It is definitely a great time for me and my gamerscore, and I am proud!  Hopefully this particular blog inspires you to go out and 100% something.. Leave a comment and let me know which game you're going to work on.

Tuesday, May 8, 2012

You Never Know Until You Try

At Achievos, we are constantly encouraging people to branch out and try new things.  Swear your loyalty to shooters alone?  Try an RPG or action game.  Refuse to buy a Kinect without having played it ?  Spend an afternoon at a friends' house to see if it's a better fit than you think.  I had always sworn off MMO games, so when Star Wars: The Old Republic came around, I thought I finally found my way into the genre.  As the blog title suggests, it didn't go so well.

A lot of my friends play one MMO or another, and they have all warned me that they quickly become a giant time suck.  I was warned to get all of my affairs in order and stock the kitchen because I wouldn't be leaving my apartment any time soon.  With all the praise and warnings, I was optimistic and ready to dive into a world of video games and never return.  But when I arrived, I was so miserable.

My very first problem, is the computing requirements for such a game.  This is going to sound braggy and gross, but I happen to have a really awesome laptop.  It has the latest and greatest chip, cards, and processors (at least for the next five minutes) and it was burning up and loud as hell trying to keep up with this game.  There wasn't any lag and it looked great, but these games put a serious strain on my machine.  Some people are totally okay with tying up a huge portion of their hard drive with one game, because maybe that's the only PC game they really tackle.  That's just not my style and I'm over-protective of my baby.

Hardware aside, I really did not like the game play.  The things I didn't like were not exclusively linked to SWTOR, they run common through most MMOs.  First, I don't like the locked camera angle.  In most games that I play, be them PC or console, I can shift around the camera much easier.  Being locked in place really gives me that sea-sick feeling.  And as Linz can tell you, it's tough to play a game when you need to barf.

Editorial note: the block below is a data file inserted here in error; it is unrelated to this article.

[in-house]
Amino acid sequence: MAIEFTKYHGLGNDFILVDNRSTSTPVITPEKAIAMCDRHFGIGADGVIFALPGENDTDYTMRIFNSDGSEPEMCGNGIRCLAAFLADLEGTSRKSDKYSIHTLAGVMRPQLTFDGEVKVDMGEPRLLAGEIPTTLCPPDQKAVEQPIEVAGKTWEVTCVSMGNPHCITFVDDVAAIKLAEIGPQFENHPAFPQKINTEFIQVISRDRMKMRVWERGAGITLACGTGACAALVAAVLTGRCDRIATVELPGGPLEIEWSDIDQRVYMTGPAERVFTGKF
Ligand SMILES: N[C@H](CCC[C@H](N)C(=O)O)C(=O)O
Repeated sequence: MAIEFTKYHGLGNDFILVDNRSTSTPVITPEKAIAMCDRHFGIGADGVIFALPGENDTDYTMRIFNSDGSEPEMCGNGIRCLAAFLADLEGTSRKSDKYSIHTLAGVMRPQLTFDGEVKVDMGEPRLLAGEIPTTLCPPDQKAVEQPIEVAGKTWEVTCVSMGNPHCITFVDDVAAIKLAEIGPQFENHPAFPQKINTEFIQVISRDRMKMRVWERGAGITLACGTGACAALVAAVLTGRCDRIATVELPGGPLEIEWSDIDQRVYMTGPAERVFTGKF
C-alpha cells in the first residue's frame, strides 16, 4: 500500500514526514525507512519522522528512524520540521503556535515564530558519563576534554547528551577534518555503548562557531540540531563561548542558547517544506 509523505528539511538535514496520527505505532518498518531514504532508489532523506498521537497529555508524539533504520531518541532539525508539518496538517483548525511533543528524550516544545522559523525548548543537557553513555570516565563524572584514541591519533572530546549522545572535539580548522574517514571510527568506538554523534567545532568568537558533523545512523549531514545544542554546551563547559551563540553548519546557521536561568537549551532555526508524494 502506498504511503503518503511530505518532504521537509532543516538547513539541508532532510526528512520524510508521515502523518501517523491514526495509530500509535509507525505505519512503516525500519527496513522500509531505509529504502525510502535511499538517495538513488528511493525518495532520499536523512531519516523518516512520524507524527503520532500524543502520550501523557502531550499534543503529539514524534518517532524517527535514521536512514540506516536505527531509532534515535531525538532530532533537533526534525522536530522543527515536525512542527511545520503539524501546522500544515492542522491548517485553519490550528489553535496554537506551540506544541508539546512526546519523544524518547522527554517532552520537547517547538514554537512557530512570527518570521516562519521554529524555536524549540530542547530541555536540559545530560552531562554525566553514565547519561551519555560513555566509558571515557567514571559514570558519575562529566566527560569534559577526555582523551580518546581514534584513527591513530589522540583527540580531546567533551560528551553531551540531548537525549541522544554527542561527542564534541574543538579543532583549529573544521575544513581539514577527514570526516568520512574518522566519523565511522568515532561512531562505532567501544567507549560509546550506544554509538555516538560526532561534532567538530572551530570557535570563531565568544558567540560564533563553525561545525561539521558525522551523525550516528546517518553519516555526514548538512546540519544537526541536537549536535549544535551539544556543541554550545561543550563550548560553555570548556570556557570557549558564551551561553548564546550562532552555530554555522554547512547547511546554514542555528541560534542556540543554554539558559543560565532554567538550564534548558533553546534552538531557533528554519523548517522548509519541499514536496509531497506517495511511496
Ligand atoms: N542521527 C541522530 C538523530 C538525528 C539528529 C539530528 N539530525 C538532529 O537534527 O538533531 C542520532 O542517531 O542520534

The other main thing that I didn't like was that the game play in general was not my style.  I absolutely love opening every chest, exploring every corner, and defeating every last enemy.  But with an MMO, it can be nearly impossible to visit every corner of every world.  As I found out with SWTOR, the enemies regenerate in an area within minutes, there is no way to completely clear the field.  In some games, a player can clear out a dungeon and when they come back later in the game, some of the more minor enemies have respawned.  But in SWTOR, and I'm told other MMOs, enemies respawn so quickly that the idea of completely clearing out an area really isn't logical.  For most people it doesn't matter, but for me, it drains out all the fun.

This isn't a hate blog about SWTOR, and I'm smart enough not to bash all over MMOs given that millions and millions of people play them.  I wrote this as yet another example of how important it is to try something new.  Before I played this game, I had always wondered if I was missing out on something that I would really like, or even better, be really good at.  I can now rest easy knowing that I'm not missing out on something.  I've given it a try and it's not for me.  Better yet, I now have some experience with MMOs that I never had before.  When it comes up in conversation, I not only understand, but I can contribute.  I can also now use it as a comparative reference. 

That may not have been my end goal, but I'm glad I tried it anyways.  I learned something new and now the very large gaming portion of my brain can rest a little easier.